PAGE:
Local authorities investigate thoroughly. If people have made themselves deliberately homeless, they have no claim to permanent housing, and they do not receive it. Local authorities are tough-minded. In my experience it is difficult to abuse the system.

Do homeless families take up too many council houses? Do they, as the Minister said in his opening remarks, "dominate" allocations? No, the evidence is to the contrary. Outside London only a quarter of all allocations, and inside London about 40 per cent. of allocations--not just new property--go to homeless families. That has not changed much over the past half dozen years. The rest of those allocations go to families on the waiting lists or, perfectly properly, to families with medical and social needs.

Are homeless families perhaps being housed too quickly compared with other families? Homeless families, like those who live in badly sub-standard housing which is grossly overcrowded or who have severe medical needs indeed take priority over those whose main claim is length of time in the queue. As so many noble Lords have said, homeless people are simply at the most urgent end of the spectrum of housing need.

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In any event, three-quarters of the families who are homeless are already on the waiting list. They are not a different sort of people. As the 1989 Department of the Environment study said:

    "in many local authorities, those who are homeless are simply people on the waiting list with nowhere to wait".
Their housing conditions have broken down and they cannot continue where they are. Why is that? We know why. They may find their homes repossessed--1,000 houses are being repossessed every week in this country. They may find that their dwellings are intolerably over-crowded, particularly with the arrival of another child. They may be victims of domestic violence. They may find themselves evicted from the private sector because they are in rent arrears and they are in rent arrears because in 40 per cent. of all cases, housing benefit does not cover the cost of their rent. Or, as the noble Lord, Lord Northbourne, said, family breakdown leads to insecure accommodation and insecure accommodation leads to family breakdown.

In my experience, homeless families usually receive only one offer of accommodation. Those who wait on the list usually have two or three offers. The homeless have to go where they are put which is often to the roughest and toughest of estates. They will have lost their right to choose where they live and may be unable to live near the husband's workplace, the child's school or the elderly, sick relative for whom they are caring. You pay a high price if you are homeless. It is not an easy route into permanent housing, the mythology notwithstanding.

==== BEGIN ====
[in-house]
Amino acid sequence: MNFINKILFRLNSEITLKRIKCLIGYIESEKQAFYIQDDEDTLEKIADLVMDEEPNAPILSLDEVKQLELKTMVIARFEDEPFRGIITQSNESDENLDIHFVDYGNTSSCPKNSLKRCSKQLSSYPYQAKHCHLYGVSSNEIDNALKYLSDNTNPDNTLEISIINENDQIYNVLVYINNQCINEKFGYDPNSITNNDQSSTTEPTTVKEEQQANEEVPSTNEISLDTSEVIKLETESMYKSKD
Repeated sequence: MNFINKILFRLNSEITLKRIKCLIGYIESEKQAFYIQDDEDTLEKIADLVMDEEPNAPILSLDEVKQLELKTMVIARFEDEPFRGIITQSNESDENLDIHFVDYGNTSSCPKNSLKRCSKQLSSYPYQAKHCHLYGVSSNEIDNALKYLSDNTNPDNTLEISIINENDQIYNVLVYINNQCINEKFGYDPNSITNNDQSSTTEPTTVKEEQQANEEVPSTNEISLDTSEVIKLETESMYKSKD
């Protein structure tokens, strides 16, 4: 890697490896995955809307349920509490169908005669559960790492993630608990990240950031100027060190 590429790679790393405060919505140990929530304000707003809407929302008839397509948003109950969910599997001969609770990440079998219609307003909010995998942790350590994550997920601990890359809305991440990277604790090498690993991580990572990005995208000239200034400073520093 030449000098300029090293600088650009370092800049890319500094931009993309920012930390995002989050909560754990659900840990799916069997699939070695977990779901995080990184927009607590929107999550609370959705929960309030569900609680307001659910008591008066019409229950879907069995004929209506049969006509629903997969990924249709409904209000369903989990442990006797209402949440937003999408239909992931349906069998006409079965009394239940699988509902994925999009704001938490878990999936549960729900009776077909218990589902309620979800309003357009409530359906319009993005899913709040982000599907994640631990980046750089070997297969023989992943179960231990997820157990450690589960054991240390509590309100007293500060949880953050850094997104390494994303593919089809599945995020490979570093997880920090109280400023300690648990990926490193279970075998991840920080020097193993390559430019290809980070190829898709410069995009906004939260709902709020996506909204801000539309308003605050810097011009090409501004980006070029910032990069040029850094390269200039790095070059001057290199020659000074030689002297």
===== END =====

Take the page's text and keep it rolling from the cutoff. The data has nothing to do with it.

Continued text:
Is it that local authorities are complaining that the legislation is too generous and that they cannot make it work? On the contrary, when the Government consulted on this legislation five years ago, 85 per cent. of local authorities were satisfied with it and just 15 per cent. were dissatisfied. That 15 per cent. were dissatisfied because the legislation was not sufficiently generous. It is worth reminding ourselves that it is those local authorities--not us, not central government, not the Minister and not the department--which are at the sharp end of housing need and which have to manage it.

When this Bill went out for consultation, 10,000 organisations replied. They were virtually all hostile to its proposals. The Government were told by a then Tory authority that it was:

    "ill conceived and if adopted would cause unnecessary trauma to many families and individuals in genuine housing crisis".
When talking about the Government's proposals to push homeless families into the private rented sector, with six-month tenancies, that same then Tory authority said:

    "problems will occur with families finding shorthold tenancies in the private sector which last for only six months, following which they may approach the local authority again as they may be homeless for a second time, only to have to repeat the process of temporary accommodation with the council followed by another shorthold tenancy. No account seems to have been taken of the effects upon family life of this constant disruption, particularly upon children involved".
That Tory authority was Suffolk Coastal, the constituency of the Secretary of State for Environment, John Selwyn Gummer.